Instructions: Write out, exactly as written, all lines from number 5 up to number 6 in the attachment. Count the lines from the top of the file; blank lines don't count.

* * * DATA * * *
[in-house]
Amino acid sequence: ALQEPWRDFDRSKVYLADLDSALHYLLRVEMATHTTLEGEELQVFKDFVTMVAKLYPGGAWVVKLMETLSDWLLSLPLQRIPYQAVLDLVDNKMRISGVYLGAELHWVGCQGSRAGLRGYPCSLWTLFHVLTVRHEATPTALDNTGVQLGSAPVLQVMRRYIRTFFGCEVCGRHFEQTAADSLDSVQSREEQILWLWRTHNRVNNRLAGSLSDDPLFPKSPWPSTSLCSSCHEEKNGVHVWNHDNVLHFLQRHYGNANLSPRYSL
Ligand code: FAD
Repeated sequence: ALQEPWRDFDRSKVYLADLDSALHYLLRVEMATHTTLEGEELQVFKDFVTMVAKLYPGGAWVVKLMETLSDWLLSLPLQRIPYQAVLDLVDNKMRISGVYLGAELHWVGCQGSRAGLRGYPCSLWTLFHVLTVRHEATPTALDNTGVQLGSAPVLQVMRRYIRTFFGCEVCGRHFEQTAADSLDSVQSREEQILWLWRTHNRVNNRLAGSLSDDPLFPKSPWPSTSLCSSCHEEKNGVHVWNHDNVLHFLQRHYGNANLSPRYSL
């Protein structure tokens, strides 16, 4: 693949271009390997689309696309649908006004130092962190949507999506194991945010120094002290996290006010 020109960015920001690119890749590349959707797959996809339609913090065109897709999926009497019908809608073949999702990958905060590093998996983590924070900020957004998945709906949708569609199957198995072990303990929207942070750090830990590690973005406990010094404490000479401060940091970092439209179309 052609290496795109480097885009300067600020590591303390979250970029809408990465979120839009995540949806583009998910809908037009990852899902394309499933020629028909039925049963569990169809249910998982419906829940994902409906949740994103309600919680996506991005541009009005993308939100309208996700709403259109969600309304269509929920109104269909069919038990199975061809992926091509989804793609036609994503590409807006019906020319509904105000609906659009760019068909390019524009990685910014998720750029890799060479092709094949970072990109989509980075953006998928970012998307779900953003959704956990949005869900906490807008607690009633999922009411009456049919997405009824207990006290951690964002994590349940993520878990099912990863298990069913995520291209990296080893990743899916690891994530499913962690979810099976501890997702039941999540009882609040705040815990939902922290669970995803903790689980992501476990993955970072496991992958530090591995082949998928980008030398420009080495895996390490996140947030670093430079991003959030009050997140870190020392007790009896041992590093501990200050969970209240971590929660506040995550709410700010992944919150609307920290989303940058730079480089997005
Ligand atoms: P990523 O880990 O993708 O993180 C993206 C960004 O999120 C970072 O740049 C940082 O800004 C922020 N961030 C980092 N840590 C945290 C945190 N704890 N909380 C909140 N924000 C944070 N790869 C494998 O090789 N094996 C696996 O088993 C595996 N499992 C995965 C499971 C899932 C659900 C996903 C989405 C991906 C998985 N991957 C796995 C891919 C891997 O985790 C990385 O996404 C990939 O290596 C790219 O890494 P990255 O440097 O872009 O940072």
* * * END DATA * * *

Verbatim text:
């Protein structure tokens, strides 16, 4: 693949271009390997689309696309649908006004130092962190949507999506194991945010120094002290996290006010 020109960015920001690119890749590349959707797959996809339609913090065109897709999926009497019908809608073949999702990958905060590093998996983590924070900020957004998945709906949708569609199957198995072990303990929207942070750090830990590690973005406990010094404490000479401060940091970092439209179309 052609290496795109480097885009300067600020590591303390979250970029809408990465979120839009995540949806583009998910809908037009990852899902394309499933020629028909039925049963569990169809249910998982419906829940994902409906949740994103309600919680996506991005541009009005993308939100309208996700709403259109969600309304269509929920109104269909069919038990199975061809992926091509989804793609036609994503590409807006019906020319509904105000609906659009760019068909390019524009990685910014998720750029890799060479092709094949970072990109989509980075953006998928970012998307779900953003959704956990949005869900906490807008607690009633999922009411009456049919997405009824207990006290951690964002994590349940993520878990099912990863298990069913995520291209990296080893990743899916690891994530499913962690979810099976501890997702039941999540009882609040705040815990939902922290669970995803903790689980992501476990993955970072496991992958530090591995082949998928980008030398420009080495895996390490996140947030670093430079991003959030009050997140870190020392007790009896041992590093501990200050969970209240971590929660506040995550709410700010992944919150609307920290989303940058730079480089997005
Ligand atoms: P990523 O880990 O993708 O993180 C993206 C960004 O999120 C970072 O740049 C940082 O800004 C922020 N961030 C980092 N840590 C945290 C945190 N704890 N909380 C909140 N924000 C944070 N790869 C494998 O090789 N094996 C696996 O088993 C595996 N499992 C995965 C499971 C899932 C659900 C996903 C989405 C991906 C998985 N991957 C796995 C891919 C891997 O985790 C990385 O996404 C990939 O290596 C790219 O890494 P990255 O440097 O872009 O940072």